The Civil Wars of Julia Ward Howe: A Biography
“[S]he wrote, ‘I do not desire ecstatic, disembodied sainthood . . . I would be human, and American, and a woman.’”
In 1916 Julia Ward Howe’s children published the first biography of their famous mother, which won the first Pulitzer Prize in Biography. Several other biographies followed but were little noticed other than by feminist scholars. Now comes noted feminist historian Elaine Showalter’s engrossing book about the woman who wrote the Battle Hymn of the Republic and went on to become a leading voice for women and social justice over the course of her long life.
Howe was born into a wealthy family in New York in 1819 and enjoyed the social privileges that accrued to such 19th century families. But from the beginning she challenged, at least in her thinking, the mores of the time that demanded of women and girls’ silence, civility, and devotion to family.
Intensely bright and curious, she longed as a girl for an education equal to the one her brothers received. Ultimately, she struggled secretly and guiltily to nourish her literary ambition, her gregarious nature, and her deep intelligence and desire to be in the world. Through it all she had to overcome the rigid control that both her father and her husband tried to impose on her.
Julia was married to Dr. Samuel Gridley Howe, 18 years her senior. Trained as a physician, he specialized in educating the blind and became head of the Perkins School in Boston. Although she denied having much maternal instinct she bore six children, five of whom survived into adulthood. It was a tumultuous if long marriage. Howe, known as Chev, was tyrannical and often unkind to his brilliant wife, whom he saw as abrogating her duty to home and hearth, especially as her notoriety and successes mounted. He arbitrarily moved the family multiple times, and his failed investments devoured virtually all of Julia’s fortune.
As a result of Chev’s overbearing nature and his coldness toward her, Julia suffered frequent bouts of depression. Relief came initially from writing poetry for public consumption as well as letters and private entries in her journal.
“My voice is still frozen to silence, my poetry chained down by an icy band of indifference,” she wrote in 1846. In another letter soon afterward she confided that her marriage was a failure, and pondered marriage as a trap for women that drained away their essence because of frequent childbearing. “What is this problem?” she asked, eerily prescient of Betty Friedan’s notorious diagnosis of “the problem that has no name.”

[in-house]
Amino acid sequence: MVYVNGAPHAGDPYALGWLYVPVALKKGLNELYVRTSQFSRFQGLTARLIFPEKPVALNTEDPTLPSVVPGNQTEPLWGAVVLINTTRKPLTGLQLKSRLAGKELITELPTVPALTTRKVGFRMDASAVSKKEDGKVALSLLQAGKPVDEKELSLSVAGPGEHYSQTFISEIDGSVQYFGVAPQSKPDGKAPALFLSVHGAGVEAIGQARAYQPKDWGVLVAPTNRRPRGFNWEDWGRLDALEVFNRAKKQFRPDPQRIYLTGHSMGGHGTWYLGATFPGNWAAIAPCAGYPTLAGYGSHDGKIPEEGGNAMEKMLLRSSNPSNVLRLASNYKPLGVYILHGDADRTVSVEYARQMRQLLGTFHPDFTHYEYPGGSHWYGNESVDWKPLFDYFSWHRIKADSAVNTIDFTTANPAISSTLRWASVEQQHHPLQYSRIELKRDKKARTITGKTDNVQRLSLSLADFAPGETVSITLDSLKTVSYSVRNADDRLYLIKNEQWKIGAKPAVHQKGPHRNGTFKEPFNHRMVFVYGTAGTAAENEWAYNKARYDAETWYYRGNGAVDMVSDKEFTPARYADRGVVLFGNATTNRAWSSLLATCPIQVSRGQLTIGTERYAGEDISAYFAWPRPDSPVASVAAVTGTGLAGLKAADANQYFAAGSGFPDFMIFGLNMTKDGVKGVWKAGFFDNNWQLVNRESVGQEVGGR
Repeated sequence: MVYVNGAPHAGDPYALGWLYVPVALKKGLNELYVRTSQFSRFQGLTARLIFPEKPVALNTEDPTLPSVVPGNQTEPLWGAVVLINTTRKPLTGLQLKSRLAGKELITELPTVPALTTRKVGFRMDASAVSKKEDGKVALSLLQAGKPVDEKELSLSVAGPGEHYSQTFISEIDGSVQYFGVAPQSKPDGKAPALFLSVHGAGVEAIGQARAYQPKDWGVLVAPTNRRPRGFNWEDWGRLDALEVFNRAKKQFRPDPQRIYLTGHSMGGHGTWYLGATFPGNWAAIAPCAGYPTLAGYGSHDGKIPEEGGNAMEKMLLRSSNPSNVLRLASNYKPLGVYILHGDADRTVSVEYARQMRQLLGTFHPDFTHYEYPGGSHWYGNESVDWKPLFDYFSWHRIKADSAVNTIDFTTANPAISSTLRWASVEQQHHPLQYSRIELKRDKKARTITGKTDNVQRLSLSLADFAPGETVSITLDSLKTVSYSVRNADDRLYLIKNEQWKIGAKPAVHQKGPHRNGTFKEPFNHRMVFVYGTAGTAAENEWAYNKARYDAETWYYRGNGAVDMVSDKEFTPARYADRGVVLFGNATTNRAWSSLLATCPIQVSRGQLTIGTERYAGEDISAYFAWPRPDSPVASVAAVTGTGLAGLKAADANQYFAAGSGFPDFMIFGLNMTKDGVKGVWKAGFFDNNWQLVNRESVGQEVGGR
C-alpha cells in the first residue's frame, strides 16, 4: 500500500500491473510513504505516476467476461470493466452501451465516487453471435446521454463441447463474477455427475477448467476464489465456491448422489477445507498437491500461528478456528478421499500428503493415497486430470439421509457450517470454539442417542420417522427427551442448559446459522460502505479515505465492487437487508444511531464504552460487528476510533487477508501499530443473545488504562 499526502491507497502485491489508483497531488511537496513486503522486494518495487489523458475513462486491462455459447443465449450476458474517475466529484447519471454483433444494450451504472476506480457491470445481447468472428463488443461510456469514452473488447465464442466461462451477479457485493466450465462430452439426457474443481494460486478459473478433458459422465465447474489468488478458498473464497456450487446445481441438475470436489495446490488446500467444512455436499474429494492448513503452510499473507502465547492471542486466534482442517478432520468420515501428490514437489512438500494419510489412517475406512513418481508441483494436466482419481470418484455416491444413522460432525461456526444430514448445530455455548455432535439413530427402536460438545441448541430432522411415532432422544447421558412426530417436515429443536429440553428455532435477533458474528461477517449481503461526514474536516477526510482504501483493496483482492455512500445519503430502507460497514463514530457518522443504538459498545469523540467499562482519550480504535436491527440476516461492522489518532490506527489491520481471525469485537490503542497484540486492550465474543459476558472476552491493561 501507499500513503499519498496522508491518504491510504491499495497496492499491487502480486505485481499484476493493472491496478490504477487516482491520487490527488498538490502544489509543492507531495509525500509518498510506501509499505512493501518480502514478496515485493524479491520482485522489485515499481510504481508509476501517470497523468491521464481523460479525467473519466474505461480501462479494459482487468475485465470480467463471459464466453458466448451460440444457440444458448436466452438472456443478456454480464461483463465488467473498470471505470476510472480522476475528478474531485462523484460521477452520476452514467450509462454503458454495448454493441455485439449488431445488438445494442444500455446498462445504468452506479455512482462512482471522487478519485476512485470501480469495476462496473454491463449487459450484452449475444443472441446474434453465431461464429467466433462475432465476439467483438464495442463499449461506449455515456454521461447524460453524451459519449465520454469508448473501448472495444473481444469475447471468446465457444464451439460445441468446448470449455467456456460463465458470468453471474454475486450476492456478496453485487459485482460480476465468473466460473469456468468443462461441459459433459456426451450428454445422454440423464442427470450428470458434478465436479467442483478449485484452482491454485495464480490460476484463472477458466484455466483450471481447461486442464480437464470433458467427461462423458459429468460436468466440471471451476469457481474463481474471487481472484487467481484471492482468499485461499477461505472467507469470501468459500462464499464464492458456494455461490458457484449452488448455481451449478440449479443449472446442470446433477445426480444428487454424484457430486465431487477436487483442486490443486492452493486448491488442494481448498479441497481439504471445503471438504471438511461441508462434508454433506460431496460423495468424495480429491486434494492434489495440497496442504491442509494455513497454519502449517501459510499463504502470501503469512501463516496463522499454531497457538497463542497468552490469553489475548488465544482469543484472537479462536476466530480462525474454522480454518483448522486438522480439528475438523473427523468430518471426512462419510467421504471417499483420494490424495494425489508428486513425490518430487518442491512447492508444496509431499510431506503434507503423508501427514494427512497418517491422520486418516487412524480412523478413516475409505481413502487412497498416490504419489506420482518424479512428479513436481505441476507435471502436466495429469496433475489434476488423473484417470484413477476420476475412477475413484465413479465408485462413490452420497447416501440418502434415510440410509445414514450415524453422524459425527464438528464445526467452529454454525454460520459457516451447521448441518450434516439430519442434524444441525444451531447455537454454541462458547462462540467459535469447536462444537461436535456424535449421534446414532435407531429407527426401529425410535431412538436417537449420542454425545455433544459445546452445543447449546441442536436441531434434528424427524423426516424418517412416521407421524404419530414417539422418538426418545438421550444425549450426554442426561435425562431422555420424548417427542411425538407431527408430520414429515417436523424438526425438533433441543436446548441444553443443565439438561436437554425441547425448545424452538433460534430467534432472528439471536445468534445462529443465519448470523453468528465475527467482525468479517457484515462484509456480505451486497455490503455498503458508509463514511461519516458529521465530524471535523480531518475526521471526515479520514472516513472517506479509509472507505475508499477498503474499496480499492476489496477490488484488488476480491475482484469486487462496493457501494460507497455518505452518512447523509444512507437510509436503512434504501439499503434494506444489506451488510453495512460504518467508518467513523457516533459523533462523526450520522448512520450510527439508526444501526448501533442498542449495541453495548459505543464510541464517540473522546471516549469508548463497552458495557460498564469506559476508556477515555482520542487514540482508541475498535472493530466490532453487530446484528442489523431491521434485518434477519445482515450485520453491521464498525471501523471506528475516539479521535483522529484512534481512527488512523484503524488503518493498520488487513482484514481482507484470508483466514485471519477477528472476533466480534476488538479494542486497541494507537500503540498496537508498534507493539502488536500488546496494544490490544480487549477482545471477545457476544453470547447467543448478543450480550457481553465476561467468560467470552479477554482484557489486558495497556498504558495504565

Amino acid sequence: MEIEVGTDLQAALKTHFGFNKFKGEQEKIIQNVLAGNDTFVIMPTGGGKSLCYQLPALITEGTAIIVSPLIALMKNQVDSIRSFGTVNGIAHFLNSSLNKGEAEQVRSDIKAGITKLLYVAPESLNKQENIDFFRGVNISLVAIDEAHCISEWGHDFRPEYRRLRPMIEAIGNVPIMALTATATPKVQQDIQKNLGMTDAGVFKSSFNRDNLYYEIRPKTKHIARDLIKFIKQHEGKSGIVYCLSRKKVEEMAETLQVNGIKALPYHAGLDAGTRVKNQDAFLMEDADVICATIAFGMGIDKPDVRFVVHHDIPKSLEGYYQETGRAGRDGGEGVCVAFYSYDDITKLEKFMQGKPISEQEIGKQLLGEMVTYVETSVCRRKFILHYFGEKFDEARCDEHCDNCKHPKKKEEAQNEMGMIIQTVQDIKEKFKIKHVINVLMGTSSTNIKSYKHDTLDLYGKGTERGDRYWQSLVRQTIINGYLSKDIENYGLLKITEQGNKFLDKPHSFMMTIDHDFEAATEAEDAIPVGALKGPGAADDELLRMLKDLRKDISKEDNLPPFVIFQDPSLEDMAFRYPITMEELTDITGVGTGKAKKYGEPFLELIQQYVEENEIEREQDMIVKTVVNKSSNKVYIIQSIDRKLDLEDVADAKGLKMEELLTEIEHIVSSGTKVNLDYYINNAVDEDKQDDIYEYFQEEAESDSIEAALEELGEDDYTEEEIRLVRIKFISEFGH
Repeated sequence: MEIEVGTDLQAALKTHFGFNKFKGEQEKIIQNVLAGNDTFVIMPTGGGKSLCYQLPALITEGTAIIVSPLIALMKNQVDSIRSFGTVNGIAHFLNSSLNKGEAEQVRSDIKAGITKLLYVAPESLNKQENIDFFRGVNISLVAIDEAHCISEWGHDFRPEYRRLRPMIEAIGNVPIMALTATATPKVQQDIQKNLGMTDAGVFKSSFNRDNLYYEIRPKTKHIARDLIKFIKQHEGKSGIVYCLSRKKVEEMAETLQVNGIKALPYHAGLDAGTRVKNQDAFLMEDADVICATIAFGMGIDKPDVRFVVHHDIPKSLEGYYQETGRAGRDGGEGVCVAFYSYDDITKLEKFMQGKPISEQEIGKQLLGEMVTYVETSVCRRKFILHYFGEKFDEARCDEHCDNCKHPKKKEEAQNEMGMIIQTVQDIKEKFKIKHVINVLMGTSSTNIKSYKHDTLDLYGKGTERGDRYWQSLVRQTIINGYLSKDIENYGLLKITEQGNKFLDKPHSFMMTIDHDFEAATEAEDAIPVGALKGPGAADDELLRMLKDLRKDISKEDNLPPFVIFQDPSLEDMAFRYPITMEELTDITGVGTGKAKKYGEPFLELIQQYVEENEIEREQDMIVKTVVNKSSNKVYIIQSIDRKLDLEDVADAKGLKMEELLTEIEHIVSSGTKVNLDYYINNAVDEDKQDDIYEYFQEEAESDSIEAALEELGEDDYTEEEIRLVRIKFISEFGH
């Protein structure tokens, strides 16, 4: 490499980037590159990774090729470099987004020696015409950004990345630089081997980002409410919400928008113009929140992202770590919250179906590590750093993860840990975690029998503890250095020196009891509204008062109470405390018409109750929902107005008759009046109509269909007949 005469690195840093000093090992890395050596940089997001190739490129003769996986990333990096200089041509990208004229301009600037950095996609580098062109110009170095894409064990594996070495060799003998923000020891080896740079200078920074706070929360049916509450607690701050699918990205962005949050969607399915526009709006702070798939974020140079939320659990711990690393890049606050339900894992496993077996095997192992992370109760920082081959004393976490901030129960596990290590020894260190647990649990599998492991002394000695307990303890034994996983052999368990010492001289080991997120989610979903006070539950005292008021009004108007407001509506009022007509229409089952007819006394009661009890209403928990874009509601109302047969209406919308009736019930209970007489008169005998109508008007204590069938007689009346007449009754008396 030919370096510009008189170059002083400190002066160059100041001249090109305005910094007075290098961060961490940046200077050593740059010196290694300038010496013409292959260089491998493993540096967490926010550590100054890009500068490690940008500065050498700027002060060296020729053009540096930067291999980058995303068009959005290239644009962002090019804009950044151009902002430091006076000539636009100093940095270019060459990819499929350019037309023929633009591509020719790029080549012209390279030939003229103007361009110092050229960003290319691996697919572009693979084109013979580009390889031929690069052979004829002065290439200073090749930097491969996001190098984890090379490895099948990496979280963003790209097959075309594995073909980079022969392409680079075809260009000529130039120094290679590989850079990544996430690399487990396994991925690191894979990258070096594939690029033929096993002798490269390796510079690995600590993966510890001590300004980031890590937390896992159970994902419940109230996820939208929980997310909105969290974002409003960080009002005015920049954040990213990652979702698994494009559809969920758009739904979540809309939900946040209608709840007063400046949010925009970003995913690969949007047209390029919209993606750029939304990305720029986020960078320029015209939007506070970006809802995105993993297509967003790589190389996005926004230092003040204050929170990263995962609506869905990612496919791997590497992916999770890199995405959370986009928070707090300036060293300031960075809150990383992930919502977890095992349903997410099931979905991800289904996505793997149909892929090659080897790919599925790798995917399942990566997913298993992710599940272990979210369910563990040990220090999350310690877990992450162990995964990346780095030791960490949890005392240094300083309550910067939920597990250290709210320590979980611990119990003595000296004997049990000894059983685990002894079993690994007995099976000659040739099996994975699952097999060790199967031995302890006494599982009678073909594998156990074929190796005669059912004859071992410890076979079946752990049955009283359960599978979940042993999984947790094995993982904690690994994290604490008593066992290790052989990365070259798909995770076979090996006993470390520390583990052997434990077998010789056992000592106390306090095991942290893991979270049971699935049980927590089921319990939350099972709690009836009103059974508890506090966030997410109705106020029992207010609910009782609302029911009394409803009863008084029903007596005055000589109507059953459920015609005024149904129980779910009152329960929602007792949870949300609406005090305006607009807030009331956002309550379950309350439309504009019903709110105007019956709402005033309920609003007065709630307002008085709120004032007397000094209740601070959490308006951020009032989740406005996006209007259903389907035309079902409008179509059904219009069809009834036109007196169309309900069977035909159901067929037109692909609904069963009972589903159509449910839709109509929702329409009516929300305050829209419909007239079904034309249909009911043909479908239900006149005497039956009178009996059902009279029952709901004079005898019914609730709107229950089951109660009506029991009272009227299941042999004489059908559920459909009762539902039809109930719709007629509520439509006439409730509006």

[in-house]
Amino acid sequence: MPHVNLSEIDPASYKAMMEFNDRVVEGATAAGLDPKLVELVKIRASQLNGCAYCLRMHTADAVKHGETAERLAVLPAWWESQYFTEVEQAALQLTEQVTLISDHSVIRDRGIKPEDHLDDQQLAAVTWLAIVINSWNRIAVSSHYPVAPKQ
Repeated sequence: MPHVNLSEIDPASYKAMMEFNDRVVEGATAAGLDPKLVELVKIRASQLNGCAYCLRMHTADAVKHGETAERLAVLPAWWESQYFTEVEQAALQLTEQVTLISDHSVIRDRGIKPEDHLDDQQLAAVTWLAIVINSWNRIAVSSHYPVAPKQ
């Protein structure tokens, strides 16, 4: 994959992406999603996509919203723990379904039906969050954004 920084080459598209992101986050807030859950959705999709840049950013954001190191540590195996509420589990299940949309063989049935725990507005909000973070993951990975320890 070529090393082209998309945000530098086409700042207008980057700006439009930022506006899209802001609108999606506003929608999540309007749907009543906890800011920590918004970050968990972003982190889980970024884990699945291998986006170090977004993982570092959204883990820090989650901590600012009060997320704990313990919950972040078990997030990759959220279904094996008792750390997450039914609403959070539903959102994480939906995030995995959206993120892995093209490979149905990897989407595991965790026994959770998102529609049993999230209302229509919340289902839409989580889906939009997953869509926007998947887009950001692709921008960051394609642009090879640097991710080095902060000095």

In another way she foreshadowed Virginia Woolf’s novel Orlando when she wrote her secret novel The Hermaphrodite, finally published in 2004. It’s no surprise that a story about androgyny, bisexuality, and homosexuality written by a 19th century woman stunned scholars.
Gradually, during her marriage and certainly after she was widowed, Julia Ward Howe came into her own as a writer, speaker, organizer, social justice advocate, and feminist leader. She survived Chev by more than 30 extremely productive and independent years. During their marriage the Howes’ lives had been peopled by extraordinary individuals of their time.
On her own, Julia added even more notables to her world. They were transcendentalists, writers and poets, politicians and presidents, artists and activists. They ranged from John Brown to Elizabeth Barrett Browning and her husband and included such iconic figures as Oscar Wilde and Helen Keller.
Julia’s embrace of feminism had a profound influence on her life. As she was turning 50 and becoming more engaged in the politics of gender she wrote, “During the first two thirds of my life I looked to the masculine ideal of character as the only true one. . . . [then] in an unexpected hour a new light came to me . . . the new domain now made clear to me was that of true womanhood, woman no longer in her ancillary relation to her opposite, man, but in her direct relation to the divine plan and purpose, as a free agent . . . This discovery was like the addition of a new continent to the map of the world.”
And again, one thinks of a successor: Kate Chopin’s The Awakening.
Julia Ward Howe did not live to see women’s enfranchisement. But in her 91 extremely full and productive years she gave the world of women, including her three surviving daughters, writers all, much hope and a shared voice that could no longer be suppressed. That voice was honored many times, perhaps most significantly in 1908 when she became the first woman elected to the Academy of Arts and Letters.
Two years later as death approached, she wrote, “I do not desire ecstatic, disembodied sainthood . . . I would be human, and American, and a woman.” As Elaine Showalter has deftly shown, “she won her civil wars, and she earned her place in American history.” For that, we can all be grateful.